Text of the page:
There is a wonderful series on Public Television called “ART:21” that I recently started watching (ah, the wonders of Hulu!). This particular series seeks an in-depth investigation into the why and wherefores of contemporary art of all kinds. A portion of a recent episode profiles the working on the famous and infamous Jeff Koons. I mean, if you’re a visual artist who doesn’t live in a cave somewhere, you know who he is.
The piece starts out in and develops a full dialog with the myriad assistants in Koons’ studio, and let me say he has a studio. When I used to hear about artists’ studios, I imagined there were a couple assistants who worked on the ancillary components, such as stretching canvas, mixing paint, etc. The master artist would be the primary ‘creator’ of the work. Andy Warhol’s Factory is one famous example. There were lots of people hanging around and a group of key people working with Andy to help produce his mass produced looking pieces. Yet this is nothing compared to what Koons has and clearly from how he speaks, he embraces this fully.
The assistants in his studio do everything. They are the fabricators. They are the painters. They are the producers of each and every piece. Koons is the master project manager and, as I am, the computer geek who designs his work for mass production by his team.
It’s an interesting thing to watch and a compelling argument, up to a point, for what I wrote in an earlier blog article about Duchamp and the artist’s idea. Koons has taken this concept of Duchamp’s that, “whether (the artist) with his own hands made the (art) or not is of no importance. He CHOSE it.”, run it through the Warhol factory filter and amped it up to the highest volume. His factory is a real factory. It is on a scale that many, if not most, small to medium size factories owners would love to have. He is an entrepeneur in the truest sense, replete with a personal staff and employees up the ying yang. He makes certain, like in a good advertising agency, that all the t’s are crossed and i’s are dotted. The net result is the most elaborate structure possible to produce the most complex, pristine and grandiose tchotchke’s know in recent history. And yet, there is a model for him, Peter Paul Rubens.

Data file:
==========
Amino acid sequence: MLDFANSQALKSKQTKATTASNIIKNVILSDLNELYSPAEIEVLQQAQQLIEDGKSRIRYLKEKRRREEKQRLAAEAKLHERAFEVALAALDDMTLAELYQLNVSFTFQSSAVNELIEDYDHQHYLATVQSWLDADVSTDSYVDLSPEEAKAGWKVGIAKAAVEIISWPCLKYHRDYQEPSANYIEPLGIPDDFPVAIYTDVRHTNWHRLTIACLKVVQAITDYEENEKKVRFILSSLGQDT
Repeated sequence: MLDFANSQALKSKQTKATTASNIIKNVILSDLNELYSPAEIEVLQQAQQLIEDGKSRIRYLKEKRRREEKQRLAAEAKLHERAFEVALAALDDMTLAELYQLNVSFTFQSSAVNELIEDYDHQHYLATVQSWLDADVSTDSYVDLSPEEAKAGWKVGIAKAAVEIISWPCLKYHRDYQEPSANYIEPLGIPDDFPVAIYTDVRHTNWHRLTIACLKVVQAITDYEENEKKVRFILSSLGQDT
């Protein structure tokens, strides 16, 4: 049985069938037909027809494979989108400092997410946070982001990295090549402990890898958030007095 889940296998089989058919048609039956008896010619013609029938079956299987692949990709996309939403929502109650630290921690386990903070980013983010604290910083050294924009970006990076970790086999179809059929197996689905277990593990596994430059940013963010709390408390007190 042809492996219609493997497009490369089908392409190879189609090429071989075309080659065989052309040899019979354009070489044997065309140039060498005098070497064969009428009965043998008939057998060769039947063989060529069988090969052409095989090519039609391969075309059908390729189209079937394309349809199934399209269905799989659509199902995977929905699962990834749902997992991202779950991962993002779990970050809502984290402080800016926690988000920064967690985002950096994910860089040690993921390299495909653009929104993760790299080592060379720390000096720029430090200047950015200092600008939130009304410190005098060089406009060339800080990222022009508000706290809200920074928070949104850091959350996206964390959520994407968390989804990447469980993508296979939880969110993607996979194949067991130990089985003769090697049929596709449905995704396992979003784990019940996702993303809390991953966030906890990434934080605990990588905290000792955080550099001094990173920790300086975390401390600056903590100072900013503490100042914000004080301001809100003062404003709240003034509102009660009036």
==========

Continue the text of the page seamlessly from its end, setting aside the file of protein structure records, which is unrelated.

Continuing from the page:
In so very many ways (though not some of the most important ones in my opinion) he is for our time what Peter Paul Rubens was to the high Baroque. For starters, Rubens had an enormous production studio. Through I haven’t found specifics, it seems likely to have been the equivalent of Koons’ only for the 17th century. And Koons is the 21st century’s example of neo-baroque or baroque-co-co. I had missed this aspect of his work all along and yet when seen through that lens, it becomes crystal clear.
From his earliest works which one might say are sublime but certainly understated, such as the hoovers in vitrines and the basketballs in fish tanks, to today’s “Puppy”, he has increasingly channeled Rubens’ baroque approach and the collectors and audience can’t get enough of it. Like so much of Ruben’s output, the grandiosity of it is mind-numbing, and incredibly pointless much of the time. The ‘trick’ of Koons, taking toys or quotidian objects of play, blowing them up, casting them in some antithetical material (plastic balloons become stainless steel) is mostly a one note song. Yet like so much ‘monumental’ work of his, it plays to our fears and inadequacies by out-scaling us and thus impresses. And like Rubens, who himself took scale to new heights, the technical aspects of the work are accomplished to say the least, thanks to the raft of ‘assistants’.
But what of the ‘assistants’? I’m sure they’re all very happy to have their salaried positions, assuming that the Great Recession hasn’t robbed them of that, like so many ordinary factory workers. If we remove the incredible talent of the assistants and we look at these works as visual art ideas in and of themselves, what’s there? Not a whole lot. The sublime cultural commentaries that were possibly in evidence early on have long ago disappeared.
Koons is mightily clever and clever is the key to success in the artworld today . Yet it doesn’t hold much water when you consider it. The one time I spent more than a few moments in front of the Marie DeMedici cycle of Rubens in the Louvre I was both blown away and disgusted. They are gigantic wedding cakes of paint and color and movement without much to really relate to. And so it is with Koons. A ‘wow’ effect, followed by a, ‘well, now what?’ I deeply admire his entrepreneurial skills and they are evident in his spot on ART:21. I wish I had half that much hutzpah and self-confidence. I also owe him a debt of gratitude because his lead allows me to do things that I would have had a hard time justifying previously.
So, all hail the neo-baroque and it’s over the top scale though frankly I’m looking forward to the follow up. If it’s anything like what happened after Rubens, which was Rembrandt, whoever it is will be a revelation.